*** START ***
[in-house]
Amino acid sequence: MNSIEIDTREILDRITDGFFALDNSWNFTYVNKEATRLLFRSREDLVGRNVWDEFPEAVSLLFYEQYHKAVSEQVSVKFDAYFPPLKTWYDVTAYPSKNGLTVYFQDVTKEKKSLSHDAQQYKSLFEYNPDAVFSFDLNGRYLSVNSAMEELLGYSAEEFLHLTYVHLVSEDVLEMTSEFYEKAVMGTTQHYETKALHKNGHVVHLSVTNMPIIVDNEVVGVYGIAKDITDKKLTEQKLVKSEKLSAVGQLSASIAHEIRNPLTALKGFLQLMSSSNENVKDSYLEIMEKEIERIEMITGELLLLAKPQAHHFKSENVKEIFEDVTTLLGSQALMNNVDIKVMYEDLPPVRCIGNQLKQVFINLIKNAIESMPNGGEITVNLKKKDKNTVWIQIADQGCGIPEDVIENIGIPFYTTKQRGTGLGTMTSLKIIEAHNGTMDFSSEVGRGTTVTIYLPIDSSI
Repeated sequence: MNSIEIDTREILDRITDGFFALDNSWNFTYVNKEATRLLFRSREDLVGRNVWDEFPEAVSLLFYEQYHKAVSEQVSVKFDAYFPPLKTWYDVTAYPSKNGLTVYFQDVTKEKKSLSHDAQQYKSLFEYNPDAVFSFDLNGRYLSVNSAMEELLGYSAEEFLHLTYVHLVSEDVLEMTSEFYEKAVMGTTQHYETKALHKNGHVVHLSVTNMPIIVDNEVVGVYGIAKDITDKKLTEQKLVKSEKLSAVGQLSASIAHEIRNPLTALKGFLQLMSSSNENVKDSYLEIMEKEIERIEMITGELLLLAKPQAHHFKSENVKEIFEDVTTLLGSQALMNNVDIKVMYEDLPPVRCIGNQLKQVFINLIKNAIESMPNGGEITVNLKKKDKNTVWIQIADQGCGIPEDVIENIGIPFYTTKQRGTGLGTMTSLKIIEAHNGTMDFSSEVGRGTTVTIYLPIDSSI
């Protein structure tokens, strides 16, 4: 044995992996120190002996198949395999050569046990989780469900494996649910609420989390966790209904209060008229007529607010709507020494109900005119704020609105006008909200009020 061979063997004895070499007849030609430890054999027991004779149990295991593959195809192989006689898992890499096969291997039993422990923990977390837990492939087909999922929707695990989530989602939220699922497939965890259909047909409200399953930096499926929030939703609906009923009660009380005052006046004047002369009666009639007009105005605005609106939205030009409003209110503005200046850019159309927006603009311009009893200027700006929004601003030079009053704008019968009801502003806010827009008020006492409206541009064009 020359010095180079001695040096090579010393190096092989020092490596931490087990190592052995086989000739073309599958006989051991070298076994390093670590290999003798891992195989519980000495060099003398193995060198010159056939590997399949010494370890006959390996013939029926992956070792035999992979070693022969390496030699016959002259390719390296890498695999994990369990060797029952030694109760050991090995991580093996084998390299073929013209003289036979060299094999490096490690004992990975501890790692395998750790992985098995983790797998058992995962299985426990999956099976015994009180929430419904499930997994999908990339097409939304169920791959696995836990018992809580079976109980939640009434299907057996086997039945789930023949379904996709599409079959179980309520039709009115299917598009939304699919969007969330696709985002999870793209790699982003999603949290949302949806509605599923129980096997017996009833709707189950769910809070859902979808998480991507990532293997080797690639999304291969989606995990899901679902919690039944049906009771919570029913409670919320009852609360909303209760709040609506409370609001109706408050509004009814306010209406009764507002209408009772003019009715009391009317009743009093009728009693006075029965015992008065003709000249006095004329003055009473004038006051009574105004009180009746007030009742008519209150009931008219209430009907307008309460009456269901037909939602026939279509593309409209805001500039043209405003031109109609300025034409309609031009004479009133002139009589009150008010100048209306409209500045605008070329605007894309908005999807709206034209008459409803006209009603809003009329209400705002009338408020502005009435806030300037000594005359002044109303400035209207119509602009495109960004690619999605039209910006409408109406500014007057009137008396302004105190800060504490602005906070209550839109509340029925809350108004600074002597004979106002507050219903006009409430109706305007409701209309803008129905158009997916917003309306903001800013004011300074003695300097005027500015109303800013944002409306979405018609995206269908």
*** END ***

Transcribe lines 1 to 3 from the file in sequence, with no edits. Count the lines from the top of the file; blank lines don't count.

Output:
[in-house]
Amino acid sequence: MNSIEIDTREILDRITDGFFALDNSWNFTYVNKEATRLLFRSREDLVGRNVWDEFPEAVSLLFYEQYHKAVSEQVSVKFDAYFPPLKTWYDVTAYPSKNGLTVYFQDVTKEKKSLSHDAQQYKSLFEYNPDAVFSFDLNGRYLSVNSAMEELLGYSAEEFLHLTYVHLVSEDVLEMTSEFYEKAVMGTTQHYETKALHKNGHVVHLSVTNMPIIVDNEVVGVYGIAKDITDKKLTEQKLVKSEKLSAVGQLSASIAHEIRNPLTALKGFLQLMSSSNENVKDSYLEIMEKEIERIEMITGELLLLAKPQAHHFKSENVKEIFEDVTTLLGSQALMNNVDIKVMYEDLPPVRCIGNQLKQVFINLIKNAIESMPNGGEITVNLKKKDKNTVWIQIADQGCGIPEDVIENIGIPFYTTKQRGTGLGTMTSLKIIEAHNGTMDFSSEVGRGTTVTIYLPIDSSI
Repeated sequence: MNSIEIDTREILDRITDGFFALDNSWNFTYVNKEATRLLFRSREDLVGRNVWDEFPEAVSLLFYEQYHKAVSEQVSVKFDAYFPPLKTWYDVTAYPSKNGLTVYFQDVTKEKKSLSHDAQQYKSLFEYNPDAVFSFDLNGRYLSVNSAMEELLGYSAEEFLHLTYVHLVSEDVLEMTSEFYEKAVMGTTQHYETKALHKNGHVVHLSVTNMPIIVDNEVVGVYGIAKDITDKKLTEQKLVKSEKLSAVGQLSASIAHEIRNPLTALKGFLQLMSSSNENVKDSYLEIMEKEIERIEMITGELLLLAKPQAHHFKSENVKEIFEDVTTLLGSQALMNNVDIKVMYEDLPPVRCIGNQLKQVFINLIKNAIESMPNGGEITVNLKKKDKNTVWIQIADQGCGIPEDVIENIGIPFYTTKQRGTGLGTMTSLKIIEAHNGTMDFSSEVGRGTTVTIYLPIDSSI